An analysis of credit rating agency actions by Prime Database in the six months since January shows that downgrades outpaced upgrades by two to one for the first time since 2016. Downgrades were at 167 against 73 upgrades. To be sure, in 2016 too, downgrades were higher than upgrades though the gap was much less at 71-58, Prime Database said.
The Reserve Bank of India’s biannual Financial Stability Report (FSR) released late last month had showed that bank asset quality is on the mend and will continue to improve. The RBI pushed banks into embarking on asset-quality reviews in 2015 in order to uncover the true status of their loan books and the amount of rotten assets they held. This stood at around Rs 9.40 lakh crore at the end of March 2019, according to the latest data.
Bad Loans Expected to Fall
The report estimated that Indian banks’ bad loans as a percentage of the total would fall to 9% by March 2020, down from 9.3% in March, led by public sector banks (PSBs). The NPAs of staterun banks were seen declining to 12% by March 2020 from 12.6% in March 2019, the report said.
Rating company executives said that the increased number of aggregate downgrades during the first half of the year was a reflection of the downturn in the macroeconomic scenario. India’s economic growth slowed to a five-year low of 5.8% in the March quarter.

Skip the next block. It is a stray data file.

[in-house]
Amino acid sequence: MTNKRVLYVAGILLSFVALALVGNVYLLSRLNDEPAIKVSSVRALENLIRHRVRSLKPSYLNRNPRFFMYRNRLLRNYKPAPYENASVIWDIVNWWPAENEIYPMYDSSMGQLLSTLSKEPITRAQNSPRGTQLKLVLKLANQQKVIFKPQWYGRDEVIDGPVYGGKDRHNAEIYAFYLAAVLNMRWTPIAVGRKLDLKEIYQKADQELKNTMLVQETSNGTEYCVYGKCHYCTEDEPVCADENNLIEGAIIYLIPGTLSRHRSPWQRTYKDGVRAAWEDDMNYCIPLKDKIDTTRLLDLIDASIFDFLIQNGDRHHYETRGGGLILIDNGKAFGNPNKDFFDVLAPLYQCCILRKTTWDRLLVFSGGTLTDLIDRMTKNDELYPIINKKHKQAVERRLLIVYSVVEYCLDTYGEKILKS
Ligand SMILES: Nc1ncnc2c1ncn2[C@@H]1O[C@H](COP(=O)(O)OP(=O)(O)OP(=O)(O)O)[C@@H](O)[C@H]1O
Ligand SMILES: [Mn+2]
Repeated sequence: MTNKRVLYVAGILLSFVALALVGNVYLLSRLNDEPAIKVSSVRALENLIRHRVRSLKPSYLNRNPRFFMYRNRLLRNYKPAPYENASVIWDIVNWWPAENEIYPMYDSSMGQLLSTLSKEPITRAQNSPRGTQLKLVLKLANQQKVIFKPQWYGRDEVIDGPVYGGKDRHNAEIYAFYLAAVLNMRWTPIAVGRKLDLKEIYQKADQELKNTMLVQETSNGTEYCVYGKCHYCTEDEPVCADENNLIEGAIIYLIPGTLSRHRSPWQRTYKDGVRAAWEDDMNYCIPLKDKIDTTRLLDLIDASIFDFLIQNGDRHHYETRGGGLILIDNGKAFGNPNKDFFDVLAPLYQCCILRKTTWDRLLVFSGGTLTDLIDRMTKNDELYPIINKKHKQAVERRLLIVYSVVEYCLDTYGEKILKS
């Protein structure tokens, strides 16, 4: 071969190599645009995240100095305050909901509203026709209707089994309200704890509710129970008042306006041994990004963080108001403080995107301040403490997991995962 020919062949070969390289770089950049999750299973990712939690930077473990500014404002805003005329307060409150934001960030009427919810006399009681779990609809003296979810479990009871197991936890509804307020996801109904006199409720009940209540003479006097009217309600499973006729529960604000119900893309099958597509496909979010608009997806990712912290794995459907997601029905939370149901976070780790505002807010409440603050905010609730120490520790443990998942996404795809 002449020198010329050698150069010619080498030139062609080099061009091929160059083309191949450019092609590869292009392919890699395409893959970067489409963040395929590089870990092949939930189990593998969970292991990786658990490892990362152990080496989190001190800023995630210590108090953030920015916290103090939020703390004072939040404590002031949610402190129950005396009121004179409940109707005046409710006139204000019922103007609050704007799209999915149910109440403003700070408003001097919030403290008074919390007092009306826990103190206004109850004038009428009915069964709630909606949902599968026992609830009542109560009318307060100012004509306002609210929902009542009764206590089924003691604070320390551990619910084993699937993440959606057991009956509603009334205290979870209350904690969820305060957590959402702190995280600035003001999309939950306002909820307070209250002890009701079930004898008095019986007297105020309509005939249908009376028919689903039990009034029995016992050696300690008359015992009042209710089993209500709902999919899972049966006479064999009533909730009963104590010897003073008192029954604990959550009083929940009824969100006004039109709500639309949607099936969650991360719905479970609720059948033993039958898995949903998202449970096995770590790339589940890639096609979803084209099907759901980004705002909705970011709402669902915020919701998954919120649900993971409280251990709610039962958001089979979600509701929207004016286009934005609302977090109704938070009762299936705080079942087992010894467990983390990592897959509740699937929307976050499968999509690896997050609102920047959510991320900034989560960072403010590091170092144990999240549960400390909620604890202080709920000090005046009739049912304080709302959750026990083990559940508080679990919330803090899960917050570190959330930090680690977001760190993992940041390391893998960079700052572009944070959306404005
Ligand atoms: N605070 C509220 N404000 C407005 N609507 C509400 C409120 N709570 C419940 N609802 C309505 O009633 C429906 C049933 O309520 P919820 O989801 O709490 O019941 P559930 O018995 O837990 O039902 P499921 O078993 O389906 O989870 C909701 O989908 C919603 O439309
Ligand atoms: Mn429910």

“This only confirms what we said in the modified credit ratio (MCR) earlier this month,” said Sanjay Agarwal, senior director, Care Ratings. “We are broadly seeing stress in two segments—small and large companies. While the small companies are facing a slowdown in business which has increased now, the large companies are facing a tighter liquidity scenario. This issue may not be systemic but on an individual basis.”
The executives don’t see anything contradictory in the RBI’s prediction of slower NPAs and higher downgrades. The latter don’t necessarily mean defaults, they said.
“We had mentioned in our March 2020 outlook that liquidity will continue to be the main driver of credit profiles,” said Soumyajit Niyogi, associate director at IndiaRatings.
“Since our outlook was released, the economic scenario has weakened further. Though systemic liquidity has improved, the situation for individual companies is not better. Together with the domestic economy, the global economy is also not in the best of shape. All these factors are manifesting in the numbers.”
The downgrades call for a watch on the economy but may not automatically mean that NPAs will rise.
“The downgrades are to do more with prime debt and is an indicator that the quality of debt has deteriorated. Yes, we have seen some large defaults but downgrades do not mean that NPAs will rise automatically,” said Agarwal of Care.